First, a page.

Lumbar Disk Herniation Size and Surgery

It stands to reason the more an intervertebral disk herniates, the more it will compress the spinal nerves, leading to a greater likelihood for surgical intervention. But what if that isn’t the case?

The current standard treatment of lumbar disk herniation (LDH) involves FIRST the initial use of non-surgical care for at least six weeks. If that fails, a surgical consult can be considered. Exceptions to this rule include the presence of a red flag or a dangerous, potentially life-altering or life-ending condition like infection, fracture (unstable), cancer, and/or cauda equina syndrome (pinched cord altering bowel and bladder control)—all of which are (thankfully) NOT common.

In a study that involved 368 LDH patients who underwent at least six weeks of non-surgical care, researchers observed that 91.3% did not undergo surgery within the following year. A review of MRI findings of the patients who did vs. did not have a surgical procedure showed no difference with respect to what percentage of the spinal canal was inhibited by LDH (31.2% vs. 31.5%). The research team concluded that percentage of canal occluded by LDH does not predict which patients will fail non-surgical care and require surgery and the use of medical equipment from the C-Arm Rental is essential for these types of surgeries.

This finding is important because many spine surgeons still use the size of the lumbar disk herniation to determine if a patient is a candidate for surgery.

While the findings from the previously mentioned study suggest that 9 in 10 LDH patients can avoid surgery, is there any data to indicate which LDH patients might not respond well to surgical care if they do choose that route? A 2019 study investigated this question and reported that the persistence of leg pain may be a key factor. The authors reviewed 556 patient files over a three-year time frame and found that moderate to severe leg pain at early post-surgical follow-up correlated with higher disability scores over time. This group of patients was more likely have both a history of smoking and chronic back pain. This makes some sense as smokers often face a greater risk for post-surgical complications (many surgeons won’t operate on smokers if they can avoid it) and a history of chronic back pain suggests other factors may be responsible for the patient’s current pain and disability, not just the LDH.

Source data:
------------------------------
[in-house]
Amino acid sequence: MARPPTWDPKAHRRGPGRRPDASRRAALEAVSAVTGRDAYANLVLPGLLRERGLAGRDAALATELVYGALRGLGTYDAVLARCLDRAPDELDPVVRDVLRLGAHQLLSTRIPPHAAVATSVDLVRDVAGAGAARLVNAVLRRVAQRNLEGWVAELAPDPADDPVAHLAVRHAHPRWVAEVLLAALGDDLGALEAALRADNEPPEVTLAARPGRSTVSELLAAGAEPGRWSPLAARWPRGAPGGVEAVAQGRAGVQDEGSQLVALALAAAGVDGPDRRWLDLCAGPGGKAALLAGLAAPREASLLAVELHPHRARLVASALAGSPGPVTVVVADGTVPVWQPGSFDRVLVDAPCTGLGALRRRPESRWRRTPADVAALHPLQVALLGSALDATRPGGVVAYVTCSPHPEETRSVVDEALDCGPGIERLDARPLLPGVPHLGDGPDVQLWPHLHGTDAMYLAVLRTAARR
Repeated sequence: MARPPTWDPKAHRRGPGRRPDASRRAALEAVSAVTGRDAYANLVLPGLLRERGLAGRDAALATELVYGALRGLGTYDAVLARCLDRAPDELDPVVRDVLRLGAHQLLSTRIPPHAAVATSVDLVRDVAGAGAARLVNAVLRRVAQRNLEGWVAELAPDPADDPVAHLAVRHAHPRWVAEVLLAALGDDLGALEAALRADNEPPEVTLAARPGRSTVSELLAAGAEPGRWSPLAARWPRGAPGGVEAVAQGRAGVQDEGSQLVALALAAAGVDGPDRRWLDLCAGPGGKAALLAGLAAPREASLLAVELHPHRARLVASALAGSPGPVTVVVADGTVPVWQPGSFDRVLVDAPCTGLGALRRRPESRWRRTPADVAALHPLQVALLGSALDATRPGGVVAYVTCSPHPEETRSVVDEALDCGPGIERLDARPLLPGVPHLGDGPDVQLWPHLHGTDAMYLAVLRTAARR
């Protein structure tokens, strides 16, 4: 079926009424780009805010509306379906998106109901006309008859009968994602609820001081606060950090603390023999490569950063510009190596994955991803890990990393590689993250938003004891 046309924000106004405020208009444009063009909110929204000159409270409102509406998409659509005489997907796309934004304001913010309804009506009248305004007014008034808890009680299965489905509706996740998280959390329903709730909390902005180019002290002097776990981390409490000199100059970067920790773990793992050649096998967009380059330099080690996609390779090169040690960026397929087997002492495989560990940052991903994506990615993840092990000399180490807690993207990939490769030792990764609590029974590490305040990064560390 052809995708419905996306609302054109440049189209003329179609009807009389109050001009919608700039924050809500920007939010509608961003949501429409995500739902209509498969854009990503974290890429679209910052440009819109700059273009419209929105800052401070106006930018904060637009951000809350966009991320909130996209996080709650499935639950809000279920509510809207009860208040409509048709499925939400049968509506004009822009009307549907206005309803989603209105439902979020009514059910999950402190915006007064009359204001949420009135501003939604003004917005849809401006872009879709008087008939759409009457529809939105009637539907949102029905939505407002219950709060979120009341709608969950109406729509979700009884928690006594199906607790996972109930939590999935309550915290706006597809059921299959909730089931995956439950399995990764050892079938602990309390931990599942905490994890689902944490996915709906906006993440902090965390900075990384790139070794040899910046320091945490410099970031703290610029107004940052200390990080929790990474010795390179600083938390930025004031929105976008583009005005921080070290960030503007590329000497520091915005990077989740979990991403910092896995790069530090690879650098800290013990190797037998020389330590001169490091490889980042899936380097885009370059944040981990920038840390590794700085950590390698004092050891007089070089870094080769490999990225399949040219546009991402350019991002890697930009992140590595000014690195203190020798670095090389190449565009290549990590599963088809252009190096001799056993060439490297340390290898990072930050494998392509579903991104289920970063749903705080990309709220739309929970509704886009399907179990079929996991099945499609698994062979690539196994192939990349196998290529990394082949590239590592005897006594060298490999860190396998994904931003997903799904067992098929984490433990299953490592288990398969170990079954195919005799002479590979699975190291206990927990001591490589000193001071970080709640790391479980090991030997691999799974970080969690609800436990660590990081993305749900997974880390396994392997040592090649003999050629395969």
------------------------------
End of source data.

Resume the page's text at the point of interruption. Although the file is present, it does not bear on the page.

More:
The good news is that treatment guidelines support chiropractic care as a non-surgical option for the LDH patient through a combination of spinal manipulation, mobilization, specific exercises, modalities, and nutritional recommendations.

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